The group of threat actors claiming responsibility for major attacks against MGM Resorts, Caesars Entertainment and Clorox is composed of experts in social engineering, and federal cyber authorities are prodding more victims to come forward.
Scattered Spider, which deploys AlphV ransomware in some of its attacks, uses multiple techniques and tools to gain remote access or bypass multifactor authentication, federal cyber authorities warned in a Thursday advisory.
The FBI and Cybersecurity and Infrastructure Security Agency shared technical details and data gleaned from investigations as recently as this month to help organizations thwart and mitigate attacks. Yet, officials say more information is needed, as a lack of reporting hinders law enforcement’s ability to take action.
Scattered Spider’s high level of activity underscores the importance of prevention and the need for more victim organizations to report cyberattacks to CISA or the FBI, agency officials said.
“If we don’t get detailed, timely and accurate information as to these intrusions, we are not able to take actions on those,” a senior FBI official said Thursday in a media briefing. “The more data that we have coming in, the better we’re able to make those connections and execute actions against those actors.”
Catching the criminals behind Scattered Spider requires more information so law enforcement can identify a mistake that ultimately leads to a takedown, disruption or arrests, according to cybersecurity experts.
These attacks are complex, which makes it difficult, even for government agencies, to collect forensic evidence, said Allan Liska, threat intelligence analyst at Recorded Future.
“Scattered Spider is very skilled, but even the most skilled actors make mistakes,” Liska said. “The more data government agencies can collect from incidents the more likely they are to find those mistakes and arrest the members of Scattered Spider.”
Combination of social, technical skills
The FBI said it recently observed Scattered Spider threat actors encrypting files after exfiltration. The group often intrudes networks of large companies using broad phishing campaigns with victim-specific domains designed to look like legitimate portals for single sign-on services, such as Okta, or IT service desks.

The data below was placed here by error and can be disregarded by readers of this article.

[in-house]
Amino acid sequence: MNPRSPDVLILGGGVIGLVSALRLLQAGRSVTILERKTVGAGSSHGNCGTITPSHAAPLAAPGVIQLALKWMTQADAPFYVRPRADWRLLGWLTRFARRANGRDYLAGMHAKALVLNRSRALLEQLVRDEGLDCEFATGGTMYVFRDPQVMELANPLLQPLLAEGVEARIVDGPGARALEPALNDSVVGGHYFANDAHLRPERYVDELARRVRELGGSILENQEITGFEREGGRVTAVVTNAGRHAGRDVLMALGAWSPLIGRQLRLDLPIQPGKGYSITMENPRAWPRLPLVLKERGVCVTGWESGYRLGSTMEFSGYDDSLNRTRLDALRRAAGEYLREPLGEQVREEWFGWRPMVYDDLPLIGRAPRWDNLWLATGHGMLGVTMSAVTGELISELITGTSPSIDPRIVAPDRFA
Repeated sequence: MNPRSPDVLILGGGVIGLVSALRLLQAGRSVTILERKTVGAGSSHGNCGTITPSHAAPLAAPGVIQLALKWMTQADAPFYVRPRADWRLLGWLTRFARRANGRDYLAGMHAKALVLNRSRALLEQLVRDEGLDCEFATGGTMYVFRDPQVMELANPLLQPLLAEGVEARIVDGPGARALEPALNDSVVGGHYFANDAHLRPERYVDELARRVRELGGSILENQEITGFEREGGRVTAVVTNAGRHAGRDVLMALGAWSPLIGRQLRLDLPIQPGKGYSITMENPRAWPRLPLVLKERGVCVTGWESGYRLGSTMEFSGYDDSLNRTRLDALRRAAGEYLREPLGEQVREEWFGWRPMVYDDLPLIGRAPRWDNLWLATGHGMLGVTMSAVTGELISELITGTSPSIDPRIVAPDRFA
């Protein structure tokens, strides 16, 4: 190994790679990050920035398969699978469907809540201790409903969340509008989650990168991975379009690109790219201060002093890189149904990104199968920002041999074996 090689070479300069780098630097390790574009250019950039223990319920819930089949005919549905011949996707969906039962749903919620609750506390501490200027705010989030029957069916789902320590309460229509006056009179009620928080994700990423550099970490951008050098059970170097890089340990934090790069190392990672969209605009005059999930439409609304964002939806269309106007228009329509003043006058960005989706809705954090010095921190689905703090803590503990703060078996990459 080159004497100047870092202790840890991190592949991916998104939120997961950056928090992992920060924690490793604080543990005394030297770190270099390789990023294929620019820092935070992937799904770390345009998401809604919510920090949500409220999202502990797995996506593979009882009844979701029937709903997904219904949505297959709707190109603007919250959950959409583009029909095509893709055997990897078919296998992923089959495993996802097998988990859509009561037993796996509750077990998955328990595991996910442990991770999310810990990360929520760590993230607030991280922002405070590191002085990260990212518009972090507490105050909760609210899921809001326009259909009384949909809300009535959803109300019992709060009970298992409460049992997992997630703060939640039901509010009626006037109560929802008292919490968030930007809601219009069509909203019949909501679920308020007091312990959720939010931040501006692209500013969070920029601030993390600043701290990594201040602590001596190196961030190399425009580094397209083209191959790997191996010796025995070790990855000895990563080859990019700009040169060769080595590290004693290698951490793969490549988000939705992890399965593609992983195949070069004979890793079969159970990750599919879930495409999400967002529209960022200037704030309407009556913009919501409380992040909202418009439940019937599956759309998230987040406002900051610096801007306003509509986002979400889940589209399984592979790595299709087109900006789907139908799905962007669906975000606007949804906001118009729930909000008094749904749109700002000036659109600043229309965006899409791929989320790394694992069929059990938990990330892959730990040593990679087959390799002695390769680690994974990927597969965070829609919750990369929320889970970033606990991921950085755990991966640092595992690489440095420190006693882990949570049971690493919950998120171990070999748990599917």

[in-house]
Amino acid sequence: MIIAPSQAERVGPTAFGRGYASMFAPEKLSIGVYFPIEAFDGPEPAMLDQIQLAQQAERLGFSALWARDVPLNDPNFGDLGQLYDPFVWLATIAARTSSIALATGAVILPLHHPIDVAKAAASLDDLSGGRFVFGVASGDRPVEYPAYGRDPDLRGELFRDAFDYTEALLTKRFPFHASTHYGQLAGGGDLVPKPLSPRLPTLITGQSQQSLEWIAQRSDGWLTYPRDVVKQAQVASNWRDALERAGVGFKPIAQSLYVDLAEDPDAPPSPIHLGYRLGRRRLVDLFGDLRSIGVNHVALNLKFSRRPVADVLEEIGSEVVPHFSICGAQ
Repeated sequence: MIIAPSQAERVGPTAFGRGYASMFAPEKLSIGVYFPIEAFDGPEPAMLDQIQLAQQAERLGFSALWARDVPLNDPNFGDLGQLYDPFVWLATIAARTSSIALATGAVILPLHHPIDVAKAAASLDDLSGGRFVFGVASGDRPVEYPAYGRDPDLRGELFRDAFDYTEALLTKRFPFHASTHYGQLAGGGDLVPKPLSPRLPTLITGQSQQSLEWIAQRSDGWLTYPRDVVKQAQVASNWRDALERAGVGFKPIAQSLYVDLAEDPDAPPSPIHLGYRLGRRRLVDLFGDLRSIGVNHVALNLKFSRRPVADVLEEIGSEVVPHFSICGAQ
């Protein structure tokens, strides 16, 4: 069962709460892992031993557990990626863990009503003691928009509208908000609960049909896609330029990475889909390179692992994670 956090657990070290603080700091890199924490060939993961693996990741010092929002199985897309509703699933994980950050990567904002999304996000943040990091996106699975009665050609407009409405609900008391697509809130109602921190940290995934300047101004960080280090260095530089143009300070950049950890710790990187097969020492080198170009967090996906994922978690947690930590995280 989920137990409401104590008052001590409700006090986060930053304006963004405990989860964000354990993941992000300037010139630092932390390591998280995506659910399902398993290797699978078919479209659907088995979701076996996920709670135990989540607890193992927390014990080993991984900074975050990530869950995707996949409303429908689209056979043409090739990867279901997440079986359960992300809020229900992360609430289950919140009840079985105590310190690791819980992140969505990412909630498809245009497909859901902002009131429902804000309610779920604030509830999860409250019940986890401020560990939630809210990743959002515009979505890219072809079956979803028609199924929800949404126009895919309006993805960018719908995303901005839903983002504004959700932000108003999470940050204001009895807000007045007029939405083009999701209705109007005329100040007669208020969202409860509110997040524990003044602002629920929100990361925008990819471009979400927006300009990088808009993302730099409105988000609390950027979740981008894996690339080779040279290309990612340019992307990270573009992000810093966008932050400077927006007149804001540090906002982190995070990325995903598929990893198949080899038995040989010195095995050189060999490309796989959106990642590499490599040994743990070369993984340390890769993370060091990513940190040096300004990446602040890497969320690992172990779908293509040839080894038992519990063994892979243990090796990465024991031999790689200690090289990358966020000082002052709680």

After the threat group identifies credentials of the most valuable users inside the victim organization and conducts SIM swaps, it convinces IT help desk personnel to reset passwords or MFA tokens to takeover users’ single sign-on accounts.
The joint advisory from CISA and the FBI includes one of the more in-depth and comprehensive lists of tactics, techniques and procedures (TTP) and indicators of compromises (IOC) on a ransomware operation to date, according to Chester Wisniewski, director and global field CTO at Sophos.
The group stands out for the number of tools and combinations with which they are used to persistently target victims, Wisniewski said.
“The lesson I take away when I look at Scattered Spider is will Scattered Spider get into my network if they target me? Probably,” Wisniewski said. “They are persistent, they’re tenacious and they’re very creative in their approach. They’re using combinations of social and technical skills.”
Microsoft Threat Intelligence last month described the group, which it identifies as Octo Tempest, as “one of the most dangerous financial criminal groups” currently in operation.
Scattered Spider threat actors used living-off-the-land techniques to evade detection, at least 10 legitimate tools, three malware variants and 42 tactics and techniques across attacks observed by or reported to federal cyber authorities.
Scattered Spider gained access to one victim’s network within the last couple weeks via MFA, but the organization quickly identified malicious activity via logs and successfully kicked the threat actor out of its network, a senior FBI official said.
Oftentimes, officials get a break in cybercriminal cases when threat actors commit an operational error.
“Anytime you have a group of people running roughshod the way these guys have been through peoples’ networks, they’re going to make mistakes," Wisniewski said.
The FBI declined to share details about its ongoing investigation into Scattered Spider’s activities, affiliations or the whereabouts of individuals involved.
“Just because you don’t see actions being taken, it doesn't mean that there aren’t actions that are being taken,” a senior FBI official said. “It is a significant effort on our part to address them and we’re putting significant resources against it.”